, Volume 222, Issue 5, pp 777-786
Date: 29 Jul 2005

Biochemical properties of isoprene synthase in poplar (Populus × canescens )

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Abstract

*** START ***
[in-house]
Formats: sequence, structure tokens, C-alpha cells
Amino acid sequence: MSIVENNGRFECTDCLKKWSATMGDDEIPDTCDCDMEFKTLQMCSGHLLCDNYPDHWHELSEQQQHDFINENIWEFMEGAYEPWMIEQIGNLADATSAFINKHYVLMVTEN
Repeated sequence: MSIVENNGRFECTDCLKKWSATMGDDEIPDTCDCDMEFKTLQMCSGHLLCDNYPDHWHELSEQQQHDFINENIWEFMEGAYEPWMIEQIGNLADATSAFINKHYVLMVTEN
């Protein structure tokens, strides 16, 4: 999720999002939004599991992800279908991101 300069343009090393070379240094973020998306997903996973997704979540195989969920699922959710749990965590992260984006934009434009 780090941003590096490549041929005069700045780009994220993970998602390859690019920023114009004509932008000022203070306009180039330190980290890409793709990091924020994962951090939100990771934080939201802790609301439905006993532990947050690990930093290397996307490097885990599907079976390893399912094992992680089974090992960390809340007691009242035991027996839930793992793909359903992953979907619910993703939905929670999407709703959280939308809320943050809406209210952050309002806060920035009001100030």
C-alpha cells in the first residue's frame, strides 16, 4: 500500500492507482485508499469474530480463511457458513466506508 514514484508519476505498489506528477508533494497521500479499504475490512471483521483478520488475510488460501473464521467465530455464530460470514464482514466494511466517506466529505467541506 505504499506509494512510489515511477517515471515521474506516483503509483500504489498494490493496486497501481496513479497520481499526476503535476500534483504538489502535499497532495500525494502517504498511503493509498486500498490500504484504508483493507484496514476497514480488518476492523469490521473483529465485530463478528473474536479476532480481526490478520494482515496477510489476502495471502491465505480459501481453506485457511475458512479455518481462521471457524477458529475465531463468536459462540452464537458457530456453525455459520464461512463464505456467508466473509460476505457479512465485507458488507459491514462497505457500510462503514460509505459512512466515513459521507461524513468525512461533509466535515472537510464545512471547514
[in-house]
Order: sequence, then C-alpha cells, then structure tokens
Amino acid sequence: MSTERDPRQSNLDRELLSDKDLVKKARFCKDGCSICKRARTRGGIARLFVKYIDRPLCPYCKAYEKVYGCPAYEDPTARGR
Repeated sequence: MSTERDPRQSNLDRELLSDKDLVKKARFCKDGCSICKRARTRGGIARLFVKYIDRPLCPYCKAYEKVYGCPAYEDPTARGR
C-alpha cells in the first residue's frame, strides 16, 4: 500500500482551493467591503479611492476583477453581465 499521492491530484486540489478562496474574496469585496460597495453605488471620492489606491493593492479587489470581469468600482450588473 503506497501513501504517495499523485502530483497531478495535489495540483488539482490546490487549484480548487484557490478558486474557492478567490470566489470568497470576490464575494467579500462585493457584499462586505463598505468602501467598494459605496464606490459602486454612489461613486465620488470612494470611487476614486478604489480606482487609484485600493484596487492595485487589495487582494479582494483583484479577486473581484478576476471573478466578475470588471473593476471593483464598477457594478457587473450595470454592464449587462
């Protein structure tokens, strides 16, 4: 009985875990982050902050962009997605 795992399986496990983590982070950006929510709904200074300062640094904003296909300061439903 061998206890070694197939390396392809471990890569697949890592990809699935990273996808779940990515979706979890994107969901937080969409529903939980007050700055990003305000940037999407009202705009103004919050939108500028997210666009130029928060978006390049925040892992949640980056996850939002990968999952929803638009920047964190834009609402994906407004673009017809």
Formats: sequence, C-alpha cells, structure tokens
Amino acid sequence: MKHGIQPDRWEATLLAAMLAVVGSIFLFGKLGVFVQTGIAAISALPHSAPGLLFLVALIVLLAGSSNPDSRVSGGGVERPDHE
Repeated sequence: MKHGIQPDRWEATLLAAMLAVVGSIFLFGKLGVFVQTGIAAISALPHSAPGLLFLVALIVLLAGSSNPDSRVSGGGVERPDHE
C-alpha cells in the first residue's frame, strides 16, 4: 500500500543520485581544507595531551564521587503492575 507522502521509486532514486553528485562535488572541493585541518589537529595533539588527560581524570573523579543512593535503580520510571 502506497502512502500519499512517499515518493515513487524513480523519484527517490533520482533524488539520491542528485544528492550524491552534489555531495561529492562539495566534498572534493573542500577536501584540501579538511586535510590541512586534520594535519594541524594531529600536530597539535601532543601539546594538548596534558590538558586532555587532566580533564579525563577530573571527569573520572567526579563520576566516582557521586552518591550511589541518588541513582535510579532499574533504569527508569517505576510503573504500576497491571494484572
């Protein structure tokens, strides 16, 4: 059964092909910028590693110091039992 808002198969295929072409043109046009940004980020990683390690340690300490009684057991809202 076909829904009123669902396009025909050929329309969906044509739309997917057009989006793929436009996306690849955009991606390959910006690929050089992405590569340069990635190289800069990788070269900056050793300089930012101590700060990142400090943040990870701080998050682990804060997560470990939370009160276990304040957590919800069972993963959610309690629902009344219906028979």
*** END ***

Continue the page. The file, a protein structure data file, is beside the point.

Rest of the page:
Isoprene synthase (ISPS) catalyzes the elimination of pyrophosphate from dimethylallyl diphosphate (DMADP) forming isoprene, a volatile hydrocarbon emitted from many plant species to the atmosphere. In the present work, immunological techniques were applied to study and localize ISPS in poplar leaves (Populus × canescens). Immunogold labeling using polyclonal antibodies generated against His-tagged recombinant ISPS protein detected ca. 44% of ISPS in the stroma of the chloroplasts and ca. 56% of gold particles attached to the stromal-facing side of the thylakoid membranes. ISPS isolated from leaves exhibited the same biochemical properties as the recombinant ISPS without the plastid-targeting peptide heterologous expressed in E. coli, whereas an additional C- or N-terminal His-tag changed the biochemical features of the recombinant enzyme with regard to temperature, pH, and substrate dependence. In comparison to the closely related class of monoterpene synthases from angiosperms and ISPS of oaks, the most striking feature of the poplar ISPS is a cooperative substrate dependence which is characteristic to enzymes with positive substrate activation. The detection of four immunoreactive bands in poplar leaf extracts with isoelectric points from 5.0 to 5.5 and a native molecular weight of ca. 51 kDa give reason for future studies on post-translational modifications of ISPS.